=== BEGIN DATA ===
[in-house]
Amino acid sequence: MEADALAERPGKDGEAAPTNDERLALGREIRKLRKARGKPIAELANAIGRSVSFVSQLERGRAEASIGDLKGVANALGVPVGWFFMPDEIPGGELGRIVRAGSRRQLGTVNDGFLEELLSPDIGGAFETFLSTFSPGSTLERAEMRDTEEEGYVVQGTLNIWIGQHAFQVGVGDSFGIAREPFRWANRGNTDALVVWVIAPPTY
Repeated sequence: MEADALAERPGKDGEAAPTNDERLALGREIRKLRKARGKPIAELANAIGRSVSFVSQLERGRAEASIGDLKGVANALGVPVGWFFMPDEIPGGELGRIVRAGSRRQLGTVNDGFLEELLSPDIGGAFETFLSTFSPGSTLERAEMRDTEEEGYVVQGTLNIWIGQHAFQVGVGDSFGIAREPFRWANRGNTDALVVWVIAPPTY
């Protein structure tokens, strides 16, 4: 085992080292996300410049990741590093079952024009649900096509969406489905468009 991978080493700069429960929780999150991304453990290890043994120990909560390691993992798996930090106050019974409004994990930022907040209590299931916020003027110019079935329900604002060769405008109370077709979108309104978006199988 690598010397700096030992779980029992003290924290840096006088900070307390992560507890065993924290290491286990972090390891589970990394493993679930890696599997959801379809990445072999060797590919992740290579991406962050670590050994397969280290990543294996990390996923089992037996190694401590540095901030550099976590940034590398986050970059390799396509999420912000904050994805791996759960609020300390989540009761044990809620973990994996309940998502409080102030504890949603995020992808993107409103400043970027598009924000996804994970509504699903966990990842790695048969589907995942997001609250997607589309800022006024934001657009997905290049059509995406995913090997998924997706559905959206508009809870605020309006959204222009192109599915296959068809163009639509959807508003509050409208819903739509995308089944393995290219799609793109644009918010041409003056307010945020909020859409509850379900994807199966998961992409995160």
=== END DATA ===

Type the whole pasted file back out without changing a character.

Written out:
[in-house]
Amino acid sequence: MEADALAERPGKDGEAAPTNDERLALGREIRKLRKARGKPIAELANAIGRSVSFVSQLERGRAEASIGDLKGVANALGVPVGWFFMPDEIPGGELGRIVRAGSRRQLGTVNDGFLEELLSPDIGGAFETFLSTFSPGSTLERAEMRDTEEEGYVVQGTLNIWIGQHAFQVGVGDSFGIAREPFRWANRGNTDALVVWVIAPPTY
Repeated sequence: MEADALAERPGKDGEAAPTNDERLALGREIRKLRKARGKPIAELANAIGRSVSFVSQLERGRAEASIGDLKGVANALGVPVGWFFMPDEIPGGELGRIVRAGSRRQLGTVNDGFLEELLSPDIGGAFETFLSTFSPGSTLERAEMRDTEEEGYVVQGTLNIWIGQHAFQVGVGDSFGIAREPFRWANRGNTDALVVWVIAPPTY
């Protein structure tokens, strides 16, 4: 085992080292996300410049990741590093079952024009649900096509969406489905468009 991978080493700069429960929780999150991304453990290890043994120990909560390691993992798996930090106050019974409004994990930022907040209590299931916020003027110019079935329900604002060769405008109370077709979108309104978006199988 690598010397700096030992779980029992003290924290840096006088900070307390992560507890065993924290290491286990972090390891589970990394493993679930890696599997959801379809990445072999060797590919992740290579991406962050670590050994397969280290990543294996990390996923089992037996190694401590540095901030550099976590940034590398986050970059390799396509999420912000904050994805791996759960609020300390989540009761044990809620973990994996309940998502409080102030504890949603995020992808993107409103400043970027598009924000996804994970509504699903966990990842790695048969589907995942997001609250997607589309800022006024934001657009997905290049059509995406995913090997998924997706559905959206508009809870605020309006959204222009192109599915296959068809163009639509959807508003509050409208819903739509995308089944393995290219799609793109644009918010041409003056307010945020909020859409509850379900994807199966998961992409995160």